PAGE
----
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King Tewdrig of Gwent -  Nash Ford PublishingSt. Tewdrig,
King of Gwent
& Glywysing

(c.580-c.630)
(Latin: Theodoricius; English: Theodoric)

St. Tewdrig was the son of King Nynniaw of Gwent's son, Llywarch. He was King of Gwent in the early 7th century, but little is known of his reign. In later life, he abdicated in favour of his son, Meurig, and became a hermit at Din-Teyryn (Tintern). Soon afterward, however, around 630, the Saxons invaded Gwent. The local monasteries were particularly badly hit by their raids and so Tewdrig decided to come out of retirement and take up his sword once more to defend the church.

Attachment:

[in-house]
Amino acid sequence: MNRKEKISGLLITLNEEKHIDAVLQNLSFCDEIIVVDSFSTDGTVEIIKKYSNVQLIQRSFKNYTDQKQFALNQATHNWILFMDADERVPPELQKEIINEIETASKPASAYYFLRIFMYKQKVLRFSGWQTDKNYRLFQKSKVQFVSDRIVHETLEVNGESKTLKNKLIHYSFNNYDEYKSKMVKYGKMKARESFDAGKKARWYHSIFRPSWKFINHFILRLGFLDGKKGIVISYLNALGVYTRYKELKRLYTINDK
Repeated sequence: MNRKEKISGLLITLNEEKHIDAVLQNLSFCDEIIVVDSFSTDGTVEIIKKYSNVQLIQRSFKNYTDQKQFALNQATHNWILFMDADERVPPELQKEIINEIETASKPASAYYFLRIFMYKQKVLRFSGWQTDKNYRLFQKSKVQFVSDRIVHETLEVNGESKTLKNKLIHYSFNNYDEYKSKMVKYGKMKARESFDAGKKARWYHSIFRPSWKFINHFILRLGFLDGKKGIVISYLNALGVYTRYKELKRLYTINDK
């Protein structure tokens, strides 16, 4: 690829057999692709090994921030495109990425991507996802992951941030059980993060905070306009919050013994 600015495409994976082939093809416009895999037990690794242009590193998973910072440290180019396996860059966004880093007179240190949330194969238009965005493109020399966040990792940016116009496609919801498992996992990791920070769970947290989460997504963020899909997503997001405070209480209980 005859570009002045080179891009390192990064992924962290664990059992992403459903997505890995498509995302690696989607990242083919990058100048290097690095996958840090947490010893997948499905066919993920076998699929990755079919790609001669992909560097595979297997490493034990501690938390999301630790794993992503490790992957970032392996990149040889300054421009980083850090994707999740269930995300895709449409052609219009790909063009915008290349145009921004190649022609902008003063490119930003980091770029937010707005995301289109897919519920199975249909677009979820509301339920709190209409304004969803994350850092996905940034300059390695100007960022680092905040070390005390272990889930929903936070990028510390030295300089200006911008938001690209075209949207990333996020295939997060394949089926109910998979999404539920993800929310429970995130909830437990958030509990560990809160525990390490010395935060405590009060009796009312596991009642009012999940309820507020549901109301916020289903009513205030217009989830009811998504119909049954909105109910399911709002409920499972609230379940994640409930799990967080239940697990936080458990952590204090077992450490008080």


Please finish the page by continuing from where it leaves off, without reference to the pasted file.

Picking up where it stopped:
Together with his son, the two Kings pushed back the Saxon menace, but Tewdrig was wounded in the Battle of Pont-y-Saeson and had to be taken to Flat Holm in the Bristol Channel for treatment. An ox-cart was called to take him there but, on their journey, the oxen stopped themselves at a miraculous spring (now known as St.Tewdrig's Well). Here Tewdrig's wounds were cleansed and here he died. King Meurig built a great church on the spot and enshrined his father's saintly body there. The place became known Merthyr-Teyryn (Mathern) after the Martyred-Prince.

 

    Nash Ford Publishing 2001. All Rights Reserved.